You’re dragging. Your life feels like an endless, meaningless repeat of the same old routine for the foreseeable future. It’s become difficult to get yourself out of bed in the morning because you simply don’t want to do what you need to do for the day. Don’t imagine you’re alone – everyone goes through this, and a lot of people get stuck in it. If you have no interest in becoming one of them, then read on.
1. Change your morning schedule.
It can be tough to do, especially if you feel no motivation to get up in the first place. Start small. If you’re a snooze button fiend, change up your alarm method – or placement. Switch to a different, delicious kind of breakfast if you can. Set ten minutes aside to meditate, stretch, or practice yoga. Choose anything that will help you personally succeed.
2. Find something that inspires you to kickstart your day.
What do you like to do to energise and push yourself forward? It matters, because if you’re consistently dragging in the morning, you need a special kind of nudge. Find what makes you want to jump out of bed and get into the thick of things. The list of possibilities is endless – it all comes down to finding the spark that works for you.
3. Meditate on a regular basis.
Whether you do so in the morning or not, it’s a good idea to engage in some sort of daily meditation practice. If that sounds daunting, approach it incrementally. You don’t have to set aside an hour or two – the regularity is what matters, not so much the length of the meditation. Once you make your ten or fifteen minutes into a daily habit, you’ll find it easier to expand your practice. It’ll feel so good that you will want to stay longer.
4. Dig deep.
You might be having a tough time finding motivation to try something new. Perhaps the problem is that you’ve lost your drive for what you’re already doing. Either way, you have to get down to the root of the issue. Is it fear? Is it a lack of inspiration? Does it relate to some other issue happening in your life? If you want to rediscover the drive that you need for a fulfilling journey, then you have to put in the internal work.
It’s so easy to get sidetracked in the day-to-day chaos of the hectic world that you live in. Don’t beat yourself up over it. It happens to everyone and most are completely unaware of the problem. They don’t understand why they feel overworked, stressed, and discontent. Sit down and make two lists – one with the activities you engage in that bring you joy, and one with those that cause you stress. Make the decision to incorporate more of those that are joyful and also to put them first as much as possible. Starting with the positive will make those tougher tasks easier to bear.
6. Get moving.
It may be well-worn advice, but it’s true – revving up your heart produces endorphins and motivates you to get the rest of your day in order. If you can stand it, try to start your morning off with some exercise, even if that just means getting outside and taking a walk in the fresh air. If you combine a workout with time in nature, you double the potential benefits. You’re almost guaranteed to be in a better mindset post-exercise.
7. Be brutally honest with yourself.
Is there an actual issue interfering with your motivation, or have you let yourself get lazy? Sometimes the truth is difficult to face. Everyone gets comfortable and complacent, but it’s your job to keep things fresh and rediscover your zest for life. If you don’t have that going for you, what’s even the point, right? Take a good hard look at the underlying problems.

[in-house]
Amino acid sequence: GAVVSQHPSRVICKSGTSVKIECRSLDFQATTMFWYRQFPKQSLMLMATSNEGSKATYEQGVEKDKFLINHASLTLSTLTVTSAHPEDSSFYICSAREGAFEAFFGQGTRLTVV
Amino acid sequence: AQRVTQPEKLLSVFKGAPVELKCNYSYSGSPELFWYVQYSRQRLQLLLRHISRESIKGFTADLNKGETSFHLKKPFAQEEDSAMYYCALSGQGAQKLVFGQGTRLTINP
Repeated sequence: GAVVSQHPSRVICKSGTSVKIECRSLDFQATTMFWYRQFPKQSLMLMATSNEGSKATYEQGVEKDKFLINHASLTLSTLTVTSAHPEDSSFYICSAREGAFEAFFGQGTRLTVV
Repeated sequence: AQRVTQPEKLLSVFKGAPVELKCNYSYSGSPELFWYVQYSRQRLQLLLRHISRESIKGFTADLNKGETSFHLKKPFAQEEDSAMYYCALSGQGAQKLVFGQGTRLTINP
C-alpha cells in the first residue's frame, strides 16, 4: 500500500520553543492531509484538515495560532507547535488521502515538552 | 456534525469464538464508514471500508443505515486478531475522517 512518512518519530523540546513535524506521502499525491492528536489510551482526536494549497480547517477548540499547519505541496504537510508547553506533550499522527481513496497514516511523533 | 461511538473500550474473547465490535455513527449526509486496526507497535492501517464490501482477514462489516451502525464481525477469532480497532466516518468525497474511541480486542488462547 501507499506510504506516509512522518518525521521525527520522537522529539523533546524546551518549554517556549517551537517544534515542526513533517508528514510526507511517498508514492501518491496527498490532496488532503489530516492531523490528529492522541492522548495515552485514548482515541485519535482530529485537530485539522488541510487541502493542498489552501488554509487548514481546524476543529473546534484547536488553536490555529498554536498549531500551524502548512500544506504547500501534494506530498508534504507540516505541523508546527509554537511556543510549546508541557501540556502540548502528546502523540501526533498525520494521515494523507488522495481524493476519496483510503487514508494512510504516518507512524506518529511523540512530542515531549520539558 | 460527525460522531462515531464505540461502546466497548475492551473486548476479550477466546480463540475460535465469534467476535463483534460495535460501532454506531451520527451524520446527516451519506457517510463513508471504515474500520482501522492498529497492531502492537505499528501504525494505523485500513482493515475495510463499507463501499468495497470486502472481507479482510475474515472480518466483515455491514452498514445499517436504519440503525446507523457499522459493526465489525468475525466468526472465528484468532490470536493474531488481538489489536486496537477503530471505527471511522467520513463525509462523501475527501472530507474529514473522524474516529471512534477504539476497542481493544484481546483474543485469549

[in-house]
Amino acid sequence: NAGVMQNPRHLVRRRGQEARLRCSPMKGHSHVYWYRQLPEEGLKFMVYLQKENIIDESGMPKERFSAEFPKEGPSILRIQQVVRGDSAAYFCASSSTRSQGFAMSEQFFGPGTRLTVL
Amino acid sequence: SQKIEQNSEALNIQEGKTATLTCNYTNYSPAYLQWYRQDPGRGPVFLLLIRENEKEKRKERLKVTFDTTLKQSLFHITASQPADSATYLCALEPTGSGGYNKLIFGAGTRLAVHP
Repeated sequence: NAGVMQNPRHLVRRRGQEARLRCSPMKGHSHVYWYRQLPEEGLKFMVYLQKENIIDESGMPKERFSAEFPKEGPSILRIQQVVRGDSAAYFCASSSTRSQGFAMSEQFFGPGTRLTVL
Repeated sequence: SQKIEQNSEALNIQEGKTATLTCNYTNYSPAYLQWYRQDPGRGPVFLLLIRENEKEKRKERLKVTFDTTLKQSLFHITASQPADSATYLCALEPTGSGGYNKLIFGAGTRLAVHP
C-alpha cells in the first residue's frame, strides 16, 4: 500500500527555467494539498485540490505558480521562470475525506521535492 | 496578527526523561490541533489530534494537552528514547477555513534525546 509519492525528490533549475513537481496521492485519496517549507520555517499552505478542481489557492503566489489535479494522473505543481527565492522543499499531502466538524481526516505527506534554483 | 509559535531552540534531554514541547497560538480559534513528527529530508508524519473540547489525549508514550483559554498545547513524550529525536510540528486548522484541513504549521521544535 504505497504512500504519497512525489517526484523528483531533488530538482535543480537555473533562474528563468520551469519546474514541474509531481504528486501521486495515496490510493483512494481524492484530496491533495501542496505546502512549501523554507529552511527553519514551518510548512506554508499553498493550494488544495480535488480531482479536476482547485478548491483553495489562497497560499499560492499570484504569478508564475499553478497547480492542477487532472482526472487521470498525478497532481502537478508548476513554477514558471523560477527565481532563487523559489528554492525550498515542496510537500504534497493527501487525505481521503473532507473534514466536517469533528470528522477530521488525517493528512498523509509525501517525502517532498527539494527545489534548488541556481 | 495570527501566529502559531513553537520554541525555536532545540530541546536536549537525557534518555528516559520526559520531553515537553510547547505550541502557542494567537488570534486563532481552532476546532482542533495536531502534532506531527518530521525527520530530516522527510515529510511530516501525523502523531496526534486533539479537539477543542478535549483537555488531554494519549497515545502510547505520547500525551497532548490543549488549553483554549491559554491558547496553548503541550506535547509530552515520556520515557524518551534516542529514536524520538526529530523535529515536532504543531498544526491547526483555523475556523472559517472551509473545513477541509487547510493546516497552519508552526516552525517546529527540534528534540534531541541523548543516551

8. Rest – but really, truly rest.
In today’s world most people don’t really take breaks. You may tell yourself something you’re doing counts as “rest”, but odds are you’re still letting the rest of your life interfere with your relaxation. You have to set aside time to honestly let go, and if you’re lucky, there are people around you who can assist you with that. They’ll probably be glad to lend a hand if you express the crucial necessity – and it won’t hurt if you offer to do likewise in the future. There is no shame in relying on those who care for you.
9. Try something wildly outside your comfort zone.
Part of your problem could be a lack of new elements in your life that pique your interest. When you fall into a rut, you must pull yourself out of it – and one way to do that quickly and effectively is to attempt something that scares you. It’ll keep your enthusiasm alive and inspire you to go above and beyond where you are now.
Seriously. Dancing is incredibly freeing and it brings the best out in everyone. It awakens your inner child and puts a smile on your face – what can possibly be wrong with that? Let everything go and dance like nobody is watching you. Life is too short to care, and nothing feels better than giving your body license to move in the ways that feel primal and true. It’ll take you out of your head and into your heart.
11. If you don’t like your life, step back and try to pinpoint why.
There’s nothing worse than feeling dissatisfied with your existence, but a staggering number of people out there aren’t happy. Most likely you’ve been plodding along and haven’t taken stock of where you are and what’s keeping you from satisfaction. Has something changed, or is the issue that nothing’s changed at all? Figure it out.
12. Be as completely present in the moment as humanly possible.
Your unhappiness could stem from the simple fact that you are living in the past or the future instead of the here and now. If you’re dragging, take note of every moment as it happens, and you’ll forget to worry about anything else. Your inherent motivation lies in the fact that none of us are guaranteed the next month, day, hour, or even minute. Take charge of your life and enjoy it fully as long as you hold its preciousness in your grasp.